The Downward Road.
Two Yankee maids of simple mien,
And earnest, high endeavour,
Come sailing to the land of France,
To escape the winter weather.
When first they reached that vicious shore
They scorned the native ways,
Refused to eat the native grub,
Or ride in native shays.
'Oh, for the puddings of our home!
Oh, for some simple food!
These horrid, greasy, unknown things,
How can you think them good?'
Thus to Amanda did they say,
An uncomplaining maid,
Who ate in peace and answered not
Until one day they said--
How _can_ you eat this garbage vile
Against all nature's laws?
How _can_ you eat your nails in points,
Until they look like claws?'
Then patiently Amanda said,
'My loves, just wait a while,
The time will come you will not think
The nails or victuals vile.'
A month has passed, and now we see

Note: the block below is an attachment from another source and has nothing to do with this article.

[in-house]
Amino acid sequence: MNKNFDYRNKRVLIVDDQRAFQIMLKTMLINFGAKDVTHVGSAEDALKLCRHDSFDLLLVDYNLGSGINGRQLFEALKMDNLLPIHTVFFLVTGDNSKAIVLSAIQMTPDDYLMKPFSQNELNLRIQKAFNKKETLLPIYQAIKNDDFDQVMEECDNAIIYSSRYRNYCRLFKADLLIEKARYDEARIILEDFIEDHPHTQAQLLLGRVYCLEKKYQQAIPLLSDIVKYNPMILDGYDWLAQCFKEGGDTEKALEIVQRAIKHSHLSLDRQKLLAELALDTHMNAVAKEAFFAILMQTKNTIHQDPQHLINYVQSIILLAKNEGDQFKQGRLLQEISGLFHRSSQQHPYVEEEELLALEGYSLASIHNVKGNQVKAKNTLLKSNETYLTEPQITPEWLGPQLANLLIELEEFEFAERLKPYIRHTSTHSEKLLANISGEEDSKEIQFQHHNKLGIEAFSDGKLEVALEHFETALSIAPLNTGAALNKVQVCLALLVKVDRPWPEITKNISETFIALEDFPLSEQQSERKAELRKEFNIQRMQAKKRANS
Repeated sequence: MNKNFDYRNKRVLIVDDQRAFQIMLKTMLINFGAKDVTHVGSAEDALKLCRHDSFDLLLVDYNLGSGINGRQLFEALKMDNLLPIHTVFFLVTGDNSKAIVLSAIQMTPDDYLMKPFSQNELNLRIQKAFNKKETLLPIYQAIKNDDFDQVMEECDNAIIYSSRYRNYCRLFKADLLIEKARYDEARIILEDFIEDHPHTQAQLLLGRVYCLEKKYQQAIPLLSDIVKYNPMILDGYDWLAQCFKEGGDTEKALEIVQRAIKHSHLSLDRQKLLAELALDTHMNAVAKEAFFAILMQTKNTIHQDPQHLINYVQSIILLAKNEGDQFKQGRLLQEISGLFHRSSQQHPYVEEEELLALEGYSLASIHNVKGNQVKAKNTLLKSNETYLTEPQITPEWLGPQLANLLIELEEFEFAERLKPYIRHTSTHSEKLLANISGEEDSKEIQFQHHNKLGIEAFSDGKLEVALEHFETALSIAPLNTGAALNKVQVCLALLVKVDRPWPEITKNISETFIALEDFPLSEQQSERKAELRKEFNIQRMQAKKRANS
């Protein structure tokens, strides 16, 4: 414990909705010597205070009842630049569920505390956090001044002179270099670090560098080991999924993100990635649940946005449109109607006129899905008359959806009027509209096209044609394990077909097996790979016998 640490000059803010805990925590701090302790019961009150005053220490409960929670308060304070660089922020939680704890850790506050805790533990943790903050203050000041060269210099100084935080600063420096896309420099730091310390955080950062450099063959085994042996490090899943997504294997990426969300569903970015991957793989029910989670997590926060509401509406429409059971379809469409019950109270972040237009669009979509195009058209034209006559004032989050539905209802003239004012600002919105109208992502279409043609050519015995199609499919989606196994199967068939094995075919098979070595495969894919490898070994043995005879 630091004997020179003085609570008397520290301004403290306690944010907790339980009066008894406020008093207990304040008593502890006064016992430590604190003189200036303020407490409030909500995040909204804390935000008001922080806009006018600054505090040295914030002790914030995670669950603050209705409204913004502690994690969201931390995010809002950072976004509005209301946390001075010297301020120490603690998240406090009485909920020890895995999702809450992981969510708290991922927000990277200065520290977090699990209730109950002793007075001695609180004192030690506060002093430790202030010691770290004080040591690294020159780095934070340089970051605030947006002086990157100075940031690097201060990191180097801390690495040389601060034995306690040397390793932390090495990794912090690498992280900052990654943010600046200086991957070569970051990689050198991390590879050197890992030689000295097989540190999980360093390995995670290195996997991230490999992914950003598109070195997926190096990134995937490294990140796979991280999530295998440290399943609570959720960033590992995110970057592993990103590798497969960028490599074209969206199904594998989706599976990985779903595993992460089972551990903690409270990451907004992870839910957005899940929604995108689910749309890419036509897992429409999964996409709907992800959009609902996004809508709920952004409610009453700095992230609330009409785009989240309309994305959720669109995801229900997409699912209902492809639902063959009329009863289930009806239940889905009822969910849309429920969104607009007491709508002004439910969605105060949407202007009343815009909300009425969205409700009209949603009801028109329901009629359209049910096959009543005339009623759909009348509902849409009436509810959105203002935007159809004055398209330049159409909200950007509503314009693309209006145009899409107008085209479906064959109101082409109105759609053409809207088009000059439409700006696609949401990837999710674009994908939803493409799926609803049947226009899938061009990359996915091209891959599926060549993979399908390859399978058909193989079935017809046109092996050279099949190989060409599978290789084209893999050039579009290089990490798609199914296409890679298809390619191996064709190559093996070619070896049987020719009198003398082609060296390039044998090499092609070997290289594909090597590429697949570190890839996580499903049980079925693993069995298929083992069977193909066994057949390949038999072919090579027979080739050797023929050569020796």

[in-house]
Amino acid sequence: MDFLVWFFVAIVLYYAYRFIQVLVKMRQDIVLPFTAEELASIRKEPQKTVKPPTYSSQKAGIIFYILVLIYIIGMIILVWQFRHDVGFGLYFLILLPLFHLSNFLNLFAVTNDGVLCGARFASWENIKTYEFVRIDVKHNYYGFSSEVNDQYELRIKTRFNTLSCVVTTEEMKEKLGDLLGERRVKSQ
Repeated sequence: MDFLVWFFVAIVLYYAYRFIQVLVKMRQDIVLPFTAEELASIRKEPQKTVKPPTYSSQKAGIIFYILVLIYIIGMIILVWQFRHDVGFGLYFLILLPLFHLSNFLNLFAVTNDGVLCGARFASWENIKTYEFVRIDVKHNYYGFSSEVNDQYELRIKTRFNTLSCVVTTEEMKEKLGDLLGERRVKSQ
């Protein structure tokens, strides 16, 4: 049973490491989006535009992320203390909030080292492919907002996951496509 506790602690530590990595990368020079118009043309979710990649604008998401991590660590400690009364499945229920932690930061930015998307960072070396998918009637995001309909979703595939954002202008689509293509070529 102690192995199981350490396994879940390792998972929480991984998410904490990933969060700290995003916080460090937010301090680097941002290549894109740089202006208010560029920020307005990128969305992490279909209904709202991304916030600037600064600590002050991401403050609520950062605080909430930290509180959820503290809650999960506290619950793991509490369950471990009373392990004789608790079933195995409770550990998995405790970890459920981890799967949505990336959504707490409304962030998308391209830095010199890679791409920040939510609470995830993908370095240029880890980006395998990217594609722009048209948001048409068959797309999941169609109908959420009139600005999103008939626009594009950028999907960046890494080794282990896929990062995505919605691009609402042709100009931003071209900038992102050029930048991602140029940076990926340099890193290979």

That prophecy fulfilled;
The ardour of those carping maids
Is most completely chilled.
Matilda was the first to fall,
Lured by the dark gossoon,
In awful dishes one by one
She dipped her timid spoon.
She promised for one little week
To let her nails grow long,
But added in a saving clause
She thought it very wrong.
Thus did she take the fatal plunge,
Did compromise with sin,
Then all was lost; from that day forth
French ways were sure to win.
Lavinia followed in her train,
And ran the self-same road,
Ate sweet-bread first, then chopped-up brains,
Eels, mushrooms, pickled toad.
She cries, 'How flat the home _cuisine_
After this luscious food!
Puddings and brutal joints of meat,
That once we fancied good!'
And now in all their leisure hours
One resource never fails,
Morning and noon and night they sit
And polish up their nails.
Then if in one short fatal month
A change like this appears,
Oh, what will be the next result
When they have stayed for years?